2

I've got a problem with my Nikon D5100 that I bought in 2012/2013. It's either the camera itself, the battery or the battery charger.

I don't know anyone with my set of equipment and can't really test whether it's because of the battery, charger, or camera. Therefore I want to know whether there are other means of how to check if the fault lies in one of them (or all of them) and how to solve it without spending money for another camera.

It used to work fine. I shot a fair amount of pics and (mostly) recorded videos of around 5 minutes each. Then I didn't use it for a few months. Yesterday I wanted to use it again. Charge it. Put it into the camera. And now it doesn't work anymore. The green light in the battery folder is lightning up when I put it in. And there is also a sign that the battery doesn't have lots of energy anymore - even though I charge it the whole night.The display doesn't go on. Needless to say I can't take any pictures with it. I never used flash or anything like that.

I've read a lot of posts that the battery of the D5100 is the culprit. Therefore I'm currently tending to buy a new battery (this time not from Nikon again but from a 3rdd party) or a grip. I've also read though that 3rd party batteries don't work in the newer D5100 (meaning cameras bought in around 2013) anymore?

Any recommendation?

UPDATE: So I bought a pair of new batteries from Patona. Charged it. Put it in my camera and shows the same behaviour as before: Green light of the the SD card reader goes on for a short period of time and goes on. Other than that no reactions from the camera whatsoever (no display, no other functionalities work).

I assume it's not the battery nor the charger. Probably something wrong with the camera itself. Maybe software or mechanical stuff within the camera?

1

From the description you've supplied it looks like your battery has failed and needs replacing. The easiest way to test it is to find someone who has another d5100 near you and try your battery in their charger / camera. The d5100 is a very popular body and it is likely that someone you know has one (or another camera that uses the same battery.)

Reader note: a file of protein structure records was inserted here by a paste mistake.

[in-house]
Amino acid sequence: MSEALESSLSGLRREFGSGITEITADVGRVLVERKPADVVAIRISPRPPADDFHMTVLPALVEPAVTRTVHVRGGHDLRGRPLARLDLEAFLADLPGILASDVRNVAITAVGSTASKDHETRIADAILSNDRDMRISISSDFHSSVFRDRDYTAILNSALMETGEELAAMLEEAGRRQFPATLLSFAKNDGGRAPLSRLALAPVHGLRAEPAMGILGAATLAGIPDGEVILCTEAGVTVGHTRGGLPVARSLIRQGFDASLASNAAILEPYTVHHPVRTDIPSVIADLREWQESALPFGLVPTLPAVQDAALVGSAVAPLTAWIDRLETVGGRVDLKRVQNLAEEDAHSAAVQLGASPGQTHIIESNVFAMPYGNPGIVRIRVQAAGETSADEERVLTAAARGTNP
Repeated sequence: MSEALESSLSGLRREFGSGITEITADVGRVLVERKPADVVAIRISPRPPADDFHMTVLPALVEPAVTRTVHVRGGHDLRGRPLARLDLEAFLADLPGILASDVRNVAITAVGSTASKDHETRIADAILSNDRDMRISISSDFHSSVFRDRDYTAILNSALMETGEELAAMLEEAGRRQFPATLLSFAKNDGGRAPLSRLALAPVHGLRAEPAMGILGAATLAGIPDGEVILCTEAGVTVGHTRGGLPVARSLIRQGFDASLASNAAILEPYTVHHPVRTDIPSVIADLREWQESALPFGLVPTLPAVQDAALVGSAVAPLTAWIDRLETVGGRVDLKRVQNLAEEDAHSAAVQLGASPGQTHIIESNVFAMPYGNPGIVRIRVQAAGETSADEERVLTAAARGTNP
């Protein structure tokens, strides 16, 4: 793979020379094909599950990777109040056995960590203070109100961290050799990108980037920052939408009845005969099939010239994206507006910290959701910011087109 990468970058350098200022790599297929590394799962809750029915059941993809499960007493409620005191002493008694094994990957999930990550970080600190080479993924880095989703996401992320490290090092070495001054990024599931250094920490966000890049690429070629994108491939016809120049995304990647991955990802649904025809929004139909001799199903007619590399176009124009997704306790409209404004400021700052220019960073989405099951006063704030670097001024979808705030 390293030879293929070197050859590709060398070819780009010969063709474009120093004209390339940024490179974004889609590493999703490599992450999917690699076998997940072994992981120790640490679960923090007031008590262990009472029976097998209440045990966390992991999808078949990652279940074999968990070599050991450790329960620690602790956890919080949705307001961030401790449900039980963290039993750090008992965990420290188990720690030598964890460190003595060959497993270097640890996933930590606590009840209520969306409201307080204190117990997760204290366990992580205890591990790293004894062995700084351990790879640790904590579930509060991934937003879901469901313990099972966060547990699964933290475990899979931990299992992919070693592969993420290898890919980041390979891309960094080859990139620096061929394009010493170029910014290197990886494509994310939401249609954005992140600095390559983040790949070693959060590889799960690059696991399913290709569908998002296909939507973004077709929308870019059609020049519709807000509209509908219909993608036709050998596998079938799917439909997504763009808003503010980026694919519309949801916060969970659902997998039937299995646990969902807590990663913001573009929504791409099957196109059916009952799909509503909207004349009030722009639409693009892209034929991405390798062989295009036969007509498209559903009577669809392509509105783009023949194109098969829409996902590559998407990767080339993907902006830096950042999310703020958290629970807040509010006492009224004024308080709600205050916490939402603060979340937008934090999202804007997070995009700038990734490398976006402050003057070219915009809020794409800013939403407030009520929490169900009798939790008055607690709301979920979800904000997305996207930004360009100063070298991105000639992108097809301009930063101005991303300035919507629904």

Li-ion cells tend to be an area where you get what you pay for. 'Compatible' batteries are often less powerful and/or have had corners cut in production. Where they are equivalent in power and production they tend to be a broadly similar price to genuine Nikon batteries.

Unlike a lot of other battery types Li-ion cells contain a flammable electrolyte solution consisting of lithium salts in organic solvents such as ethylene carbonate and ethyl methyl carbonate. That means that when poorly made (or even well made ones in the case of faulty batches) Li-ion cells carry a fire or even explosive risk when not made properly (Source: Chemical and Engineering News: Assessing The Safety Of Lithium-Ion Batteries).

  • Sorry, but my experience with well known brand name 3rd party batteries (MaximalPower, SterlingTek) bought from reputable sources (Amazon) is every bit as good as with the OEM batteries that were supplied with my cameras. One of my Canon OEM LP-E6 batteries is gradually loosing recharge performance at a faster rate than a couple of MaximalPower LP-E6 compatibles bought at the same time and used interchangeably in my cameras. You're just as likely to get poorly made fake "OEM" batteries when buying from less than reputable sources as you are to get poorly made no name 3rd party batteries. – Michael C Aug 12 '15 at 1:30
  • @MichaelClark - I'll remember to avoid Canon batteries then... your experience matches an experience I've had with batteries on a Canon Selphy printer I use for parties. It's not something I've had from Nikon but I'm sure you get the odd bad one from every manufacturer. But either way it stands that getting the cheapest battery, including fakes, is still generally a false economy - companies that are willing to put their name to things tend to want a reputation for producing decent stuff. – James Snell Aug 12 '15 at 9:28
  • And companies such as SterlingTek, MaximalPower, Sigma, Tamron, etc. are also interested in having a reputation for producing excellent stuff when their name goes on it. – Michael C Aug 13 '15 at 2:53
  • Every rechargeable battery has a life cycle. Each charge discharge/cycle will reduce the capacity of the battery a minute amount. Just as even the best shutter assemblies eventually wear out, so do even the best rechargeable batteries. After fairly heavy use since around 2012, the LP-E6 referenced above now shows a recharge efficiency of three out of four bars. The rest of my OEM Canon LP-E6 batteries and 3rd party "LP-E6" batteries bought anywhere from 2011 until now all still show 4 out of 4. – Michael C Aug 13 '15 at 2:59
  • It's probably not the battery.... – thadeuszlay Aug 16 '15 at 19:23

Your Answer

By clicking “Post Your Answer”, you agree to our terms of service, privacy policy and cookie policy

Not the answer you're looking for? Browse other questions tagged or ask your own question.